• The New American Home is once again a concrete house and it takes Las Vegas living a step closer to narrowing the gap between outdoor and indoor living.

    Credit: Kris Oesterling/Blue Heron

    The New American Home is once again a concrete house and it takes Las Vegas living a step closer to narrowing the gap between outdoor and indoor living.

There is nothing else like it in Las Vegas, but if Tyler Johns, president of Blue Heron Builders, Las Vegas, has his way, this house will be the first of many concrete homes that blur the line between indoor and outdoor living. Sometimes you have to consciously think about whether you are walking into an interior or exterior room in the 2009 The New American Home (TNAH). Amenities such as televisions and fireplaces in outside areas cause you to wonder if you are indoors, and walls roll away to blend the outside with the inside. All of this is in a concrete house that features exterior walls constructed with insulating concrete forms (ICF). Concrete just isn't a square box anymore.

Bringing the outside in

Las Vegas enjoys times of the year that are ideal for being outdoors. In TNAH one living room wall rolls away allowing residents to move seamlessly to the outside pool deck area where there are both shaded and open areas to relax.

The four-story home features outside decks off each story level. With all the emphasis on indoor-outdoor living, the house also can be closed to the outside and heated or cooled efficiently. The ICF walls boast an R50 value and the glass windows reduce the amount of infrared radiation transmitted inside. Using ICFs was better than “plain” concrete—it gave the house two built-in layers of foam insulation.

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Every effort is made to make indoor and outdoor living come together. Note the wall between the living room and the pool deck. The infinity edge pool brings water to nearly the same elevation as the deck and living room floor.

Credit: Kris Oesterling/Blue Heron

This concrete house

At 8800 square feet (20,000 square feet if you include the outside living area), the construction used 1000 cubic yards of concrete. The concrete work included the footings, exterior walls (including walkout basement walls), basement and first floors, diamond-polished garage floors, and 1500 square feet of walkways and patios built with precast concrete pavers cast to look like real stones. It also included concrete block perimeter walls, a 12-foot-high waterfall built with concrete blocks surrounded with cultured stone, outside walls finished with stucco, and a swimming pool and deck.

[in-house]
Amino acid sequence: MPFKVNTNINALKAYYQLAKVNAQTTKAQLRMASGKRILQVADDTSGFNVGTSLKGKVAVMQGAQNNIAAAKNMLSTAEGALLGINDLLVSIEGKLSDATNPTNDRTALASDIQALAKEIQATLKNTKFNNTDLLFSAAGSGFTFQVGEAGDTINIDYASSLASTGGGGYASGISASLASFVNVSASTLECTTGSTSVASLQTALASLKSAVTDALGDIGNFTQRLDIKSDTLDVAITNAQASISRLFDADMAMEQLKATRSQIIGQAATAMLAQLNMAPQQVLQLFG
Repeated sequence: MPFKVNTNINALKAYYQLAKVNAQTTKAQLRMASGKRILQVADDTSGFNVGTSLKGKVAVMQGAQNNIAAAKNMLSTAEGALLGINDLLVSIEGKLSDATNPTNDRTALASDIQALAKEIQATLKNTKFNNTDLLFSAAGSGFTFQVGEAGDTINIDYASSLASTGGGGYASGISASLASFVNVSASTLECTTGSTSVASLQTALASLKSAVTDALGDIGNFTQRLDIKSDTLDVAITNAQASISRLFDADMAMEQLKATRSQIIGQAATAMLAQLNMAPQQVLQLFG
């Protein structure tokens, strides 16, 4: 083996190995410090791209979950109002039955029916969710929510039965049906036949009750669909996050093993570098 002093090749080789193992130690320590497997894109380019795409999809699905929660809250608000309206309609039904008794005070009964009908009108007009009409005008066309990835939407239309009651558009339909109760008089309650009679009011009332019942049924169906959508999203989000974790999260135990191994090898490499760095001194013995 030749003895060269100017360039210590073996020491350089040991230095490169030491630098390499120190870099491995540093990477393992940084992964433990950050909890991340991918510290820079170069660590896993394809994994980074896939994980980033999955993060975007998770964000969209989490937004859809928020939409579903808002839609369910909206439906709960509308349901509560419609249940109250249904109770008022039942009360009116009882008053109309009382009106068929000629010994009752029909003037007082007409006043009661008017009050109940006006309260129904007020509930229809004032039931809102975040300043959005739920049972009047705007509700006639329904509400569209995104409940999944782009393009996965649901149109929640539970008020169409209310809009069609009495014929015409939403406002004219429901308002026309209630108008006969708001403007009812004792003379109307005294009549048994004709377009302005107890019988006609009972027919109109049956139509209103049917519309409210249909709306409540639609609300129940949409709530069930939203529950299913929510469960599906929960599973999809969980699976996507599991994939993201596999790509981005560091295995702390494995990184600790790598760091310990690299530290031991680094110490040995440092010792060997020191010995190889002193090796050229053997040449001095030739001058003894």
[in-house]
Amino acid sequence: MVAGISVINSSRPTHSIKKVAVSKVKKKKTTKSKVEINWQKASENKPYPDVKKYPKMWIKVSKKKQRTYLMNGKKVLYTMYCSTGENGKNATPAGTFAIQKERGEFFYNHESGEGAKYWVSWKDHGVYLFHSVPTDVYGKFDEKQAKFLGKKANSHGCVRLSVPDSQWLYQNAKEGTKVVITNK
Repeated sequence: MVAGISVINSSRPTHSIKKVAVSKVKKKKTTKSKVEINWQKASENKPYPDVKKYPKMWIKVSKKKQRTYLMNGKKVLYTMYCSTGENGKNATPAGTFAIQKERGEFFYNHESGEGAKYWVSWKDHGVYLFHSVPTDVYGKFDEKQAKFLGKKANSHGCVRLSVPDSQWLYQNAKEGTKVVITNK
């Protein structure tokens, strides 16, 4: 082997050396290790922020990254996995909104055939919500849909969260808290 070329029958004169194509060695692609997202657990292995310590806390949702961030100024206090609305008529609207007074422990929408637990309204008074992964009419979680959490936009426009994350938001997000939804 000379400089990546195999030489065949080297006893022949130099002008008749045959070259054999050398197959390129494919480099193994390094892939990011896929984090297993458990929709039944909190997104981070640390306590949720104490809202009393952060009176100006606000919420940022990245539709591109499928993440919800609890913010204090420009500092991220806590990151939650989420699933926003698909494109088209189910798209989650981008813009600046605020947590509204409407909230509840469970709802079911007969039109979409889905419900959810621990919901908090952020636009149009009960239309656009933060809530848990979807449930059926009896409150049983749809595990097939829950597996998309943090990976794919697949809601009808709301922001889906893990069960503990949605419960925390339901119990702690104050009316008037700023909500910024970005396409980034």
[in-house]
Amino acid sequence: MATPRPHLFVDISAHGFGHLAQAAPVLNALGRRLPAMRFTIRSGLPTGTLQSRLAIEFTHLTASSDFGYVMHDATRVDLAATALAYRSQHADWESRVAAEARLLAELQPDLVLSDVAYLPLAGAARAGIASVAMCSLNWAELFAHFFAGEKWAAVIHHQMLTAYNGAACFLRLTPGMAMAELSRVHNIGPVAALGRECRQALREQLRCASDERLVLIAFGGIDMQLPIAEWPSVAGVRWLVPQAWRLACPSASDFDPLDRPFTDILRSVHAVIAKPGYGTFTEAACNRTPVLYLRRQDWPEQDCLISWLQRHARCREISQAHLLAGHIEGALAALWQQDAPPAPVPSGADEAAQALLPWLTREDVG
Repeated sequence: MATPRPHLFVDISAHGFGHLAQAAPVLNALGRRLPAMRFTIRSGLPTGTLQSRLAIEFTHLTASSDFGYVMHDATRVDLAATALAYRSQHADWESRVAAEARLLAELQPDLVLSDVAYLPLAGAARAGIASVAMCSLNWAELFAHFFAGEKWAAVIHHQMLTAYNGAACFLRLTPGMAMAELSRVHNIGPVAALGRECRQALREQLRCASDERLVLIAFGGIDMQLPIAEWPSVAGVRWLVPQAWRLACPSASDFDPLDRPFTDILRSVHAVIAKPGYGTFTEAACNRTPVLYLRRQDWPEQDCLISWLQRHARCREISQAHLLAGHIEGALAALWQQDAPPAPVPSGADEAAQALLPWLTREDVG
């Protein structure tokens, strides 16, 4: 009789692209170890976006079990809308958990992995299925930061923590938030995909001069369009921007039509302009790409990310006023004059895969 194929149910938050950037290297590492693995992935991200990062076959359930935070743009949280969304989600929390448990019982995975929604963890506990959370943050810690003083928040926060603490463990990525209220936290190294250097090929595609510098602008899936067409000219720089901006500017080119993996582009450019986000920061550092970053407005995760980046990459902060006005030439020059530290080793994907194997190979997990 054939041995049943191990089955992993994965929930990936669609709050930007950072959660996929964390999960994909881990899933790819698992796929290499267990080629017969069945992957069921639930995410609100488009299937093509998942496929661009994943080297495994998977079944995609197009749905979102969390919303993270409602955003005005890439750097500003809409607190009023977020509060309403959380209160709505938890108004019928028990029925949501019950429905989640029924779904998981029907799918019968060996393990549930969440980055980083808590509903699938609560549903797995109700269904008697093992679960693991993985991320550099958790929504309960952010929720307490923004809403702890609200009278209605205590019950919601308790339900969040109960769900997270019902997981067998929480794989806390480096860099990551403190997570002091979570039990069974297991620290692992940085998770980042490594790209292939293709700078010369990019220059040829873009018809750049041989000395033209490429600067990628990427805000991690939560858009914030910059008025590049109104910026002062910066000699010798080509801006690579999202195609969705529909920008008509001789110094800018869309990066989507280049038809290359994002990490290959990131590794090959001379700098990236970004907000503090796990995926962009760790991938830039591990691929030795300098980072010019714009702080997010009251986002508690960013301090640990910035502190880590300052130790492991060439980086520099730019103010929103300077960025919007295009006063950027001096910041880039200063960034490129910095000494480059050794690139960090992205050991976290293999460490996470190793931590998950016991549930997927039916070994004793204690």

Design Concrete of Nevada, Las Vegas, installed the footings and ICF walls for the house. The site turned out to have a high water table resulting in the builder, Blue Heron, excavating an additional 6 feet of soil and replacing it with fill compacted in 1 foot lifts. Vapor barriers also were included. Will Nelson, the general manager for Design Concrete of Nevada, says there was water in their footing holes so they ran a sump pump during concrete placement.

Design Concrete of Nevada constructed the exterior walls using ARXX brand ICF forms—a sponsor for the project—and placed the concrete. They used 8-inch- and 10-inch-thick concrete walls for the basement level and everything aboveground was 6-inch-thick ICF construction. The walls for the top floor of the house—the observatory level—featured wood-frame construction. The walls that roll away and open the house to the outside also were framed in wood, creating space for the “pocket style” walls to slide into. But Nelson says that 90% of the exterior walls of the home were built with ICF.

The concrete used in the walls consisted of a 4500-psi mix with fly ash and a superplasticizer. Nelson says the water-cement ratio was 0.45 and that the placements went smoothly.

Both the concrete basement floor and first floor deck were post-tensioned (PT) reinforced. This isn't unusual in Las Vegas for slabs on ground, but the first level floor was 8 inches thick and the PT greatly increased its structural capacity.

The shear numbers of window and door bucks that had to be placed accurately into the forms was a major challenge. The multiple high walls with different thickness also added to the job complexity. Nelson says there were constant measurement issues but they worked closely with the framing carpenters and resolved problems as they occurred.

Design Concrete of Nevada specializes in ICF construction in the Las Vegas area, so they own a lot of scaffolding—bracing forms unique to the ICF industry. But for a house this size, they also needed to rent additional scaffolding.